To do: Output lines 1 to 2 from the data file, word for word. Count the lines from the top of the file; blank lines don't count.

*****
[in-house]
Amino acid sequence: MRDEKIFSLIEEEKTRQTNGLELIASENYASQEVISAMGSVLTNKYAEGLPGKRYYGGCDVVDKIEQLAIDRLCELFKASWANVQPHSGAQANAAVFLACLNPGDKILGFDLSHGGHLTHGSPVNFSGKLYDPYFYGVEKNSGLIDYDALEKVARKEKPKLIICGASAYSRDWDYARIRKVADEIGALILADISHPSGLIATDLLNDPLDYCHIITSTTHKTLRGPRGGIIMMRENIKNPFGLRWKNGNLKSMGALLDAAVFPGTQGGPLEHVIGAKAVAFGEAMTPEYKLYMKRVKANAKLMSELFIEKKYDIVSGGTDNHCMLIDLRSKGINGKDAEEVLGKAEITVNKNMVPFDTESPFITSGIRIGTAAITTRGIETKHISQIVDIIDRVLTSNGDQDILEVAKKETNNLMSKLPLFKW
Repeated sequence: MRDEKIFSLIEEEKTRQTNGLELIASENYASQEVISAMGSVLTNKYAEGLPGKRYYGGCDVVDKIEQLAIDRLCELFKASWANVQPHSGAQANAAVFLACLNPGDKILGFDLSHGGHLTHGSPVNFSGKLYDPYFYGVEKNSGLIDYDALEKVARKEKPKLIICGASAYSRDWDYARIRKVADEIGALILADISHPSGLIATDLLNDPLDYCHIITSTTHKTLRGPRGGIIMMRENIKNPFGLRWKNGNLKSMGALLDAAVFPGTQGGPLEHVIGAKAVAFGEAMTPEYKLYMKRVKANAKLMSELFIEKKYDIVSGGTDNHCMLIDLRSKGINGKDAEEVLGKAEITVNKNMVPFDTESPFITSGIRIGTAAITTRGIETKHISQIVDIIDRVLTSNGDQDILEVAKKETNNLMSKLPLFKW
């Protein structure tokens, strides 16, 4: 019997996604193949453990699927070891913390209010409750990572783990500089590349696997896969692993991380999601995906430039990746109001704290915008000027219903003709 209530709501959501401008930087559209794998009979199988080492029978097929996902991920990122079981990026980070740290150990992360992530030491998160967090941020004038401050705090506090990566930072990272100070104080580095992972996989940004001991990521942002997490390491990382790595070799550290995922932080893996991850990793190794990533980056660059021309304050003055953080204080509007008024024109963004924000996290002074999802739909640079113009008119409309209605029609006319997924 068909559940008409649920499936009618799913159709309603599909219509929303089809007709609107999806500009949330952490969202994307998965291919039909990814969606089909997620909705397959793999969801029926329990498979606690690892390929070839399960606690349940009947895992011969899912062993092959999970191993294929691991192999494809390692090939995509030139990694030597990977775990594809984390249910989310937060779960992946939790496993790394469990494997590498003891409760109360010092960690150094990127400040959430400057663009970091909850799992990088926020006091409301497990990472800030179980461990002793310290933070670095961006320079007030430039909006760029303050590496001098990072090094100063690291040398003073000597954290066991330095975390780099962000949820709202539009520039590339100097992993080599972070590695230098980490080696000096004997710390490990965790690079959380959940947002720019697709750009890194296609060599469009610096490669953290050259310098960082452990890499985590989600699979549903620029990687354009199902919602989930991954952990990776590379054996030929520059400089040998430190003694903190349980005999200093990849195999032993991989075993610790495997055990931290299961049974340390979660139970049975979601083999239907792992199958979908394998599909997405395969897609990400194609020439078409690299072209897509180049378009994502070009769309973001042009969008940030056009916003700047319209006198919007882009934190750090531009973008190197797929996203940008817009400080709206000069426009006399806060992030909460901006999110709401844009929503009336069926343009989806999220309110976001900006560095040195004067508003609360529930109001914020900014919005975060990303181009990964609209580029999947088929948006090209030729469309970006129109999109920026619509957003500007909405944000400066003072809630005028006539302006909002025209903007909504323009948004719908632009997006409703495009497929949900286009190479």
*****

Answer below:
[in-house]
Amino acid sequence: MRDEKIFSLIEEEKTRQTNGLELIASENYASQEVISAMGSVLTNKYAEGLPGKRYYGGCDVVDKIEQLAIDRLCELFKASWANVQPHSGAQANAAVFLACLNPGDKILGFDLSHGGHLTHGSPVNFSGKLYDPYFYGVEKNSGLIDYDALEKVARKEKPKLIICGASAYSRDWDYARIRKVADEIGALILADISHPSGLIATDLLNDPLDYCHIITSTTHKTLRGPRGGIIMMRENIKNPFGLRWKNGNLKSMGALLDAAVFPGTQGGPLEHVIGAKAVAFGEAMTPEYKLYMKRVKANAKLMSELFIEKKYDIVSGGTDNHCMLIDLRSKGINGKDAEEVLGKAEITVNKNMVPFDTESPFITSGIRIGTAAITTRGIETKHISQIVDIIDRVLTSNGDQDILEVAKKETNNLMSKLPLFKW